The Continuum of Choice original content by Barbara Bray and Kathleen McClaskey (2015) has been redesigned with a new derivative and content by Barbara Bray (2018) using graphics by Sylvia Duckworth. Licensed under a Creative Commons Attribution-NonCommercial-NoDerivatives 4.0 International License.
Changing teaching and learning can be daunting. The idea of meeting all students where they are means redesigning the system and how we teach. That also means understanding and meeting our students where they are. It is about changing the concept of being a “teacher” to becoming more of a researcher, designer, diagnostician and expert facilitator of constructive learning experiences. [CompetencyWorks 2018]
After reading the paper from iNACOL, “Meeting All Students Where They Are,” I realized I needed to bring in new concepts to address the continuum of choice. Teachers only know what they know or learned as students themselves. Many teachers believe that providing a set of pre-planned choices from a computer program or a list of options was enough to give students opportunities for choice. I see so many teachers working way too hard to create opportunities for students to choose the best way to learn. The idea of developing opportunities for choice is to turn over the learning so students learn best by being the ones working harder than the teachers.
The teacher is directing the learning. Students learn by participating and following instructions, step-by-step directions, or a pacing guide. Students as participants comply with what is required to pass assignments, get grades, or to prepare for graduation. Choice at this level is about the teacher or a computer program providing a menu of options for students. These options for students can be in the form of choices to learn content through images, videos, text-based resources, audio, hands-on activities, or interactions with peers. The choices offered can also provide opportunities to showcase what they know from writing a paper to creating a performance. As a participant, students are usually assigned seating. At this level, the teacher can meet with students to determine how they learn best and help them choose the best options for their learning.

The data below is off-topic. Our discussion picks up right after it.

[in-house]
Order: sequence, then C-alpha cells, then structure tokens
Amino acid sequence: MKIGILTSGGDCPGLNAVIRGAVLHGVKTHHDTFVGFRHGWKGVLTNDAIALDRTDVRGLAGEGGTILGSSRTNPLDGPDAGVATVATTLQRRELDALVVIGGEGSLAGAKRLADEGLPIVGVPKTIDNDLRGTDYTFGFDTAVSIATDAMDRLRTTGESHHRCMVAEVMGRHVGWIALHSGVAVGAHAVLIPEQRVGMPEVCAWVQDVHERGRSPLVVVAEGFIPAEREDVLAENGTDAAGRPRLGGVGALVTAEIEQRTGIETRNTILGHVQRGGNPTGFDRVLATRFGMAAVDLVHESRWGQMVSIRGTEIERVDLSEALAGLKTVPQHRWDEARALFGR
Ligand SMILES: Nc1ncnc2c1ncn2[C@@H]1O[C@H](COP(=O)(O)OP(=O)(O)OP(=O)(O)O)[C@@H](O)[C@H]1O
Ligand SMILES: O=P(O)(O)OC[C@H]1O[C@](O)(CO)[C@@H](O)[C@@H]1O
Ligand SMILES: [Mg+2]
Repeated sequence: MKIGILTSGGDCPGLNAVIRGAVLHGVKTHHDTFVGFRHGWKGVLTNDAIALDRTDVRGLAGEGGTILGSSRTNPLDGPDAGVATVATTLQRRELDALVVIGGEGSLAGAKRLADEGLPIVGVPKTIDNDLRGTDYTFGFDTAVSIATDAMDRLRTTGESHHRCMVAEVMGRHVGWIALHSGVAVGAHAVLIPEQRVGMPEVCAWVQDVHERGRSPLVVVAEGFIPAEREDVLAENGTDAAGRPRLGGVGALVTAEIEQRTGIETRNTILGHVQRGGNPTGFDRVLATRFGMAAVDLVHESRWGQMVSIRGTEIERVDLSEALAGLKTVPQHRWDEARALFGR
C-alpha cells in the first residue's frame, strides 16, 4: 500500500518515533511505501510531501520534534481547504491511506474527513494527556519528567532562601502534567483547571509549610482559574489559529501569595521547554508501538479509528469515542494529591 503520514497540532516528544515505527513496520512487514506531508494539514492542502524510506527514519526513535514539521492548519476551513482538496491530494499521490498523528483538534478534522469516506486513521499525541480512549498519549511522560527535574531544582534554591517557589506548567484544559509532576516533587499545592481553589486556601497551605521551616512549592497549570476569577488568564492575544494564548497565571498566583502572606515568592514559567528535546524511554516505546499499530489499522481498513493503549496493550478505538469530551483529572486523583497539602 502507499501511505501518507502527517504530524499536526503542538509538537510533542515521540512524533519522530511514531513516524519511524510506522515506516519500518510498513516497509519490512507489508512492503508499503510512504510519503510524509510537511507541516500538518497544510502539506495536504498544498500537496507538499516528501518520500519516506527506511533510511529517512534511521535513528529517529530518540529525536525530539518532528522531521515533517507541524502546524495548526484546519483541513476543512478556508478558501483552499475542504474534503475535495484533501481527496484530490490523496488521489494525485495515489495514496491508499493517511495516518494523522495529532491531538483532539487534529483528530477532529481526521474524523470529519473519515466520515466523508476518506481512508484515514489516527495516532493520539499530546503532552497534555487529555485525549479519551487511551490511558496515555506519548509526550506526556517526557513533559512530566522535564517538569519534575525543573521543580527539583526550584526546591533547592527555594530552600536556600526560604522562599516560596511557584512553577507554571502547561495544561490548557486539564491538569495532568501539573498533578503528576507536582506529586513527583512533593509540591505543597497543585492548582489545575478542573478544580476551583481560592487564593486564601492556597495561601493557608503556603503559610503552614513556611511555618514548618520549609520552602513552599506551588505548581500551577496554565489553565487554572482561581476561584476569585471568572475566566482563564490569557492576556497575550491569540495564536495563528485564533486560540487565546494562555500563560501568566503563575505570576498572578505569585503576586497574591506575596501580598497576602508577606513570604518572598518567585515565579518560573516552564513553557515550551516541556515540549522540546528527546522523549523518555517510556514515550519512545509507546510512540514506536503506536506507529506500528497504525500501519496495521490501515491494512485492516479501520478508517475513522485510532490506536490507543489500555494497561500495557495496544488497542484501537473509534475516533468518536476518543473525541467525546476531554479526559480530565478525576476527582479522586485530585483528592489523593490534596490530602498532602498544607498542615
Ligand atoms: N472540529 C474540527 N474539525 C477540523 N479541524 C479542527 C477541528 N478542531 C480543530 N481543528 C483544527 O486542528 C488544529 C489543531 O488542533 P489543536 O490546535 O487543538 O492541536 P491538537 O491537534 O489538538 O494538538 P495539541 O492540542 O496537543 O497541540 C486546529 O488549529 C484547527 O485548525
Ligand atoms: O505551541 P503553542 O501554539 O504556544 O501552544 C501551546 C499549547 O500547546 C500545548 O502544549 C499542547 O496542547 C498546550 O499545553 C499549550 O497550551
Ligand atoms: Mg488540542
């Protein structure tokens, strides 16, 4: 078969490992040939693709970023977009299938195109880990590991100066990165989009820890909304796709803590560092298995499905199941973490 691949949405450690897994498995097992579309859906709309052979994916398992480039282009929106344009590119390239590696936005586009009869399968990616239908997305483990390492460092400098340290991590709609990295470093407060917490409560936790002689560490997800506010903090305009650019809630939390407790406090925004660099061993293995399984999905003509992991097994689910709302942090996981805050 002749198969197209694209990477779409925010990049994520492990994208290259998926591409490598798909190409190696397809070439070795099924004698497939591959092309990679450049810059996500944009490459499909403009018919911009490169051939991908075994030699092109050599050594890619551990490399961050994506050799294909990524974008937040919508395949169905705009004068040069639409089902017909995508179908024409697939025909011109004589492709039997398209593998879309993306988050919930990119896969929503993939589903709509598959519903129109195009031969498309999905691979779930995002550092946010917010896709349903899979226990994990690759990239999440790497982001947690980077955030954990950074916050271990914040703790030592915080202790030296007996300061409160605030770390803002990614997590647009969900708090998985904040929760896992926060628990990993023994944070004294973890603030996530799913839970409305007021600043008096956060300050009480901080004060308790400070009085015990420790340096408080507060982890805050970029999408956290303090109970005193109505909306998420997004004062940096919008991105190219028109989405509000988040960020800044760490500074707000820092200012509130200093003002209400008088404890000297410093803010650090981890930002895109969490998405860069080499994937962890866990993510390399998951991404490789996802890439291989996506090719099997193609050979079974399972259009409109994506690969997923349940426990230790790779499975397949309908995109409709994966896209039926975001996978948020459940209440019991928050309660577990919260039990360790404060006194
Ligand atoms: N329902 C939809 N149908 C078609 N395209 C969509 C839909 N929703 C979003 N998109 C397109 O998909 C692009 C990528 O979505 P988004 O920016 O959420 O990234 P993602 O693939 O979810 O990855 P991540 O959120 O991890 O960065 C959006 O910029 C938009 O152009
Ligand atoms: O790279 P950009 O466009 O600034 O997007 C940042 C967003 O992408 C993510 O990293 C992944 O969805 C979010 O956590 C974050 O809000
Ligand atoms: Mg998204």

At the Designer level, students are starting to make some meaningful choices about their learning. The teacher provides learning possibilities and then gets out of the way for students to go on their own journey (via Jackie Gerstein). The teacher invites input from students to decide on topics based on interests or questions around content areas they are studying. The teacher collaborates with students to brainstorm ideas for lesson design, assessment strategies and types of tools and resources to use with the activities. The teacher and students review and collaborate how to give more choice as they learn. The teacher is also inviting their input on the redesign of the learning environment so they can select seating based on the activity. Students then choose and demonstrate evidence of learning with the teacher.